Public Advocate James on her Charter Schools Lawsuit

Tuesday, March 11, 2014

Though she insists that she "believes in school choice," New York City Public Advocate Letitia James is pushing a lawsuit to block the co-location of charter schools with existing district schools. She says that the process for deciding co-location was "pro forma" and did not follow state regulations. "The 36 [charters] that the mayor approved are the subject of our lawsuit," says James.


Letitia James

Comments [32]

Donald J. Sepanek

Need to do a study? That's a classic political tactic to delay. Anyone who believes that Ms. James is not against charter schools or that this lawsuit is not politically motivated, I would be perfectly happy to sell you the Brooklyn Bridge. Loved the way you made her dance during the last three minutes of the show Brian - I really enjoyed that.

Mar. 11 2014 04:56 PM
Joe in Brooklyn


- It’s true that the Stanford 2013 CREDO study did report that it is difficult to generalize about charter school quality overall and many were worse than traditional public schools. However, that study and others found that charters in urban areas do better at educating disadvantaged black and Hispanic children. To quote the press release for the study: “Performance differences between charter school students and their traditional public school peers were especially strong among black and Hispanic students in poverty and Hispanic students who are ELL in both reading and math.” This is precisely the overwhelming demographic served by charters schools in New York City. Studies (by Mathematica on KIPP [2013] and research at Penn) specifically on NYC charters have found them to be particularly effective, and again suggest that they outperform comparable traditional public schools. (For the Supovitz and Rikoon study on Success Academy specifically, see:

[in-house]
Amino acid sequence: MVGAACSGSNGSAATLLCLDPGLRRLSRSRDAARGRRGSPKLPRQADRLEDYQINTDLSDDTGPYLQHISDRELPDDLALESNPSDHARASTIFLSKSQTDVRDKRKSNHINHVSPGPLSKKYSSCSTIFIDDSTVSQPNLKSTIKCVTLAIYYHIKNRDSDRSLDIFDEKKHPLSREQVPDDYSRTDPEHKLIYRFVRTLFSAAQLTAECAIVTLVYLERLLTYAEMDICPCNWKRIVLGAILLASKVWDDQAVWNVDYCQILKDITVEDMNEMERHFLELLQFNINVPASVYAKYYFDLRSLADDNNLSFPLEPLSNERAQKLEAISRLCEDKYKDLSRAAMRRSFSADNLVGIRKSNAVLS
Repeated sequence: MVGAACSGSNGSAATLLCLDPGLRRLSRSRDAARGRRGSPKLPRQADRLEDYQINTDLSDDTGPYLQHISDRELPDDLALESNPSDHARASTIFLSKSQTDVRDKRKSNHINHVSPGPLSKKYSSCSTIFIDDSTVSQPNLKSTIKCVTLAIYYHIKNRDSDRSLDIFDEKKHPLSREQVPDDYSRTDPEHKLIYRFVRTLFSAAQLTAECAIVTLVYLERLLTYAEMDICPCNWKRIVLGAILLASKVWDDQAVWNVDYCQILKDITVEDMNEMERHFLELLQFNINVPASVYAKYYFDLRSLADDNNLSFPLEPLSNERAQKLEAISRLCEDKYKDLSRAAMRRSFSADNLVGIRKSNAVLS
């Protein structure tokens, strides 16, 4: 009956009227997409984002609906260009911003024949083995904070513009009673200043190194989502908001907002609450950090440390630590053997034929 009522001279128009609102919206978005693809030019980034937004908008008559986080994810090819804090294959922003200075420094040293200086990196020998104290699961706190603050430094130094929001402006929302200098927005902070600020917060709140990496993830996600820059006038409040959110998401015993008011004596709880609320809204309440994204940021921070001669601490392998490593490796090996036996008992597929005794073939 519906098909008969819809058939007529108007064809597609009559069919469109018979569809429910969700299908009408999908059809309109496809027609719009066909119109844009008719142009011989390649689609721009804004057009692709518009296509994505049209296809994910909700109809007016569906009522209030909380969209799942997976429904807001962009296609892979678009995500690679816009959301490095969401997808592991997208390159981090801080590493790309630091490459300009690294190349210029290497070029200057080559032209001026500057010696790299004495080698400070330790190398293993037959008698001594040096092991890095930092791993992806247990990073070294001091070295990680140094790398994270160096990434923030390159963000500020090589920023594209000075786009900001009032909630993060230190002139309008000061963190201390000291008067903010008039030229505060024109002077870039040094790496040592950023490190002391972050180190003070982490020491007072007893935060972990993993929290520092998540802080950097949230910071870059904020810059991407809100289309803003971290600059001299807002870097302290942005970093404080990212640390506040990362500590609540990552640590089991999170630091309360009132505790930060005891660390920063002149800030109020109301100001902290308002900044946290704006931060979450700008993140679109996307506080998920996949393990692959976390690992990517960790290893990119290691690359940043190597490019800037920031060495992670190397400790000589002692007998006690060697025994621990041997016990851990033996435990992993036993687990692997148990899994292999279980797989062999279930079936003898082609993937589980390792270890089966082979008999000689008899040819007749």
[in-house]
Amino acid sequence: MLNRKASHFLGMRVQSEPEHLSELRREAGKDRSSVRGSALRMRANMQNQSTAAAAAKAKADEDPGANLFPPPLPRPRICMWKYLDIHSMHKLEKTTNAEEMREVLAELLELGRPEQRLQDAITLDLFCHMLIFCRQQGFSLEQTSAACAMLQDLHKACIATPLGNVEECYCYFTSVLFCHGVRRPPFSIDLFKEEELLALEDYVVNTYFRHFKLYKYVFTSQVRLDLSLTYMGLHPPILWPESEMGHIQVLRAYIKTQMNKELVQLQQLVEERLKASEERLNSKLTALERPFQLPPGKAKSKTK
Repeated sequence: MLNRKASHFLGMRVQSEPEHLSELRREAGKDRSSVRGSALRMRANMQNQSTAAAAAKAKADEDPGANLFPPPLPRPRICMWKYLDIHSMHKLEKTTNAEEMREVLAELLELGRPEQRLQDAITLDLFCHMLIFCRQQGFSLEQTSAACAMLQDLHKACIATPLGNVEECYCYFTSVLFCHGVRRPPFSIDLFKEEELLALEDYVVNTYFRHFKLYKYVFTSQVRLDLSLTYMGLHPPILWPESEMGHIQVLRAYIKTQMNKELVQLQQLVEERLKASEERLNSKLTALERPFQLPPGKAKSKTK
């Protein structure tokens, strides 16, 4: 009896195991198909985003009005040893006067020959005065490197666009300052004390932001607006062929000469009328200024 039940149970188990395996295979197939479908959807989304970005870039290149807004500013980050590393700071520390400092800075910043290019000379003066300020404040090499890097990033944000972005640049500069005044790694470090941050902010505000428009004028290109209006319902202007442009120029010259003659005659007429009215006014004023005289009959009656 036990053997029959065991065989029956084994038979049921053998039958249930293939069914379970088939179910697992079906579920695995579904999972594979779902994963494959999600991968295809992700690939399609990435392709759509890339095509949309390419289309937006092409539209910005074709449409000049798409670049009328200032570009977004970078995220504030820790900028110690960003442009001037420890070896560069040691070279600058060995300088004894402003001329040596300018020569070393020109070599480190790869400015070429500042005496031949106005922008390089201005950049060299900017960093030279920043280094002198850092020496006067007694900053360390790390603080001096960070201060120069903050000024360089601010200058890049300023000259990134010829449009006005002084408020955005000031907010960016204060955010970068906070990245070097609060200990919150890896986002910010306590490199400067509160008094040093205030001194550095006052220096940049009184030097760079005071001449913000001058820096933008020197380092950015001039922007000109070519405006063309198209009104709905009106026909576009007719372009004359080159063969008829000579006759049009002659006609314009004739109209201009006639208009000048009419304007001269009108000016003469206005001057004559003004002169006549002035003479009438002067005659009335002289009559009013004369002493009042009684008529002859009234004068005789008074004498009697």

There has been some concern about attrition pushing up charters test scores, but the Independent Budget Office (IBO) recently reported that charters actually have lower attrition rates than comparable neighborhood schools. There are other critiques that I won’t enumerate here, but those too generally fall apart under closer scrutiny.

I actually found it interesting that, in the ongoing public debates about charters, neither De Blasio nor James have suggested that New York City charter schools aren't effective. (The test score data, which shows that students at Success Academy often performing 60 and 70 percentage points higher on statewide tests, is probably too stark to make this case.) I agree that this issue is complicated and there are equity issues that must be sorted out, and I thought the Cuomo quote played by Lehrer summed up this point nicely. Basically, he suggested that the public school system is already not working for far too many children and charter schools represent a better option worth exploring; accordingly, he argued that we should be able to find workable solutions to address the legitimate concerns of critics. This is what I’d like to see: pragmatic problem-solving.

Mar. 11 2014 02:59 PM
Frank Church

Talk about a one sided issue. Charters tend to be corporate schools, a way to undermine public ones, which really will hurt poor folk and minorities. Diane Ravitch and Alfie Kohn are the experts on this. Make public schools better, more free, make teaching a profession, end testing, homework, grades, standards. John Dewey was right.

Mar. 11 2014 01:57 PM

I feel like children would do a better job at running NYC education system. We all know that when adults get involved we have this MESS to deal with. People should have options when choosing HOW they want to educate their children. MY issue is, WE as a city are not working together. It's obvious the UFT is getting slighted in some way due to charter schools but it's also obvious that sometimes charter schools are a better option for parents. My issue with SOME charter schools (HCZ & SUCCESS ACADEMY) is that they have become cash cows NOT beacons of education. Don't be fooled by Geoffery Canada and Eva Maskowitz they're just part of sub-culture, of people who have learned how to make money off of exploiting minority kids.